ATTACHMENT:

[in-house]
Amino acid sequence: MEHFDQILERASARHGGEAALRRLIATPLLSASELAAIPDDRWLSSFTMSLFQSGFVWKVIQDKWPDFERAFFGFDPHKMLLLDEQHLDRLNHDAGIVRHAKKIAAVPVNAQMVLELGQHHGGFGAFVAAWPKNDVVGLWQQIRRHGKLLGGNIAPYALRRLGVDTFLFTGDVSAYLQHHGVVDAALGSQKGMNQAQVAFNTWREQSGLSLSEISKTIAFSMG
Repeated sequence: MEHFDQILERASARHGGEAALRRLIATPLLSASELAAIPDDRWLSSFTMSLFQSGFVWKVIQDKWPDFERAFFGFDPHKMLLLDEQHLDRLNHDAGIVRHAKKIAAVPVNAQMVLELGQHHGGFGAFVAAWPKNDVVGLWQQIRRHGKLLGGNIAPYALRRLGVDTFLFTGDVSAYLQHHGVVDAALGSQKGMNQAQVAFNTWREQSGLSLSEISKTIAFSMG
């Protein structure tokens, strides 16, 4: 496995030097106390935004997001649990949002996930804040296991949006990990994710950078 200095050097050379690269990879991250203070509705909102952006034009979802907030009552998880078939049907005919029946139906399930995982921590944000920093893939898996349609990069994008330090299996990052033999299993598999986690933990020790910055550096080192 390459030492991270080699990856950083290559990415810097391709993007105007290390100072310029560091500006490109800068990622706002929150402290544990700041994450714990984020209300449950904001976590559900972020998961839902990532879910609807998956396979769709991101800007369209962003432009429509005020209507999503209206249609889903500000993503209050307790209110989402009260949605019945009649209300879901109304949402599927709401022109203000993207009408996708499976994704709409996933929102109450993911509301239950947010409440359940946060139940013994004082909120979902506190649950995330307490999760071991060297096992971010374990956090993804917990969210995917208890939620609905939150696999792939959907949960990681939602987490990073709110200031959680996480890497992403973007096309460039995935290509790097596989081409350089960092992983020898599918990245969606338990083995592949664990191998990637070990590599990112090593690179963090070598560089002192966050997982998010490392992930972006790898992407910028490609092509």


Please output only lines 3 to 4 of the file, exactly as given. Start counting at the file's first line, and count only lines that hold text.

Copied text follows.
Repeated sequence: MEHFDQILERASARHGGEAALRRLIATPLLSASELAAIPDDRWLSSFTMSLFQSGFVWKVIQDKWPDFERAFFGFDPHKMLLLDEQHLDRLNHDAGIVRHAKKIAAVPVNAQMVLELGQHHGGFGAFVAAWPKNDVVGLWQQIRRHGKLLGGNIAPYALRRLGVDTFLFTGDVSAYLQHHGVVDAALGSQKGMNQAQVAFNTWREQSGLSLSEISKTIAFSMG
């Protein structure tokens, strides 16, 4: 496995030097106390935004997001649990949002996930804040296991949006990990994710950078 200095050097050379690269990879991250203070509705909102952006034009979802907030009552998880078939049907005919029946139906399930995982921590944000920093893939898996349609990069994008330090299996990052033999299993598999986690933990020790910055550096080192 390459030492991270080699990856950083290559990415810097391709993007105007290390100072310029560091500006490109800068990622706002929150402290544990700041994450714990984020209300449950904001976590559900972020998961839902990532879910609807998956396979769709991101800007369209962003432009429509005020209507999503209206249609889903500000993503209050307790209110989402009260949605019945009649209300879901109304949402599927709401022109203000993207009408996708499976994704709409996933929102109450993911509301239950947010409440359940946060139940013994004082909120979902506190649950995330307490999760071991060297096992971010374990956090993804917990969210995917208890939620609905939150696999792939959907949960990681939602987490990073709110200031959680996480890497992403973007096309460039995935290509790097596989081409350089960092992983020898599918990245969606338990083995592949664990191998990637070990590599990112090593690179963090070598560089002192966050997982998010490392992930972006790898992407910028490609092509």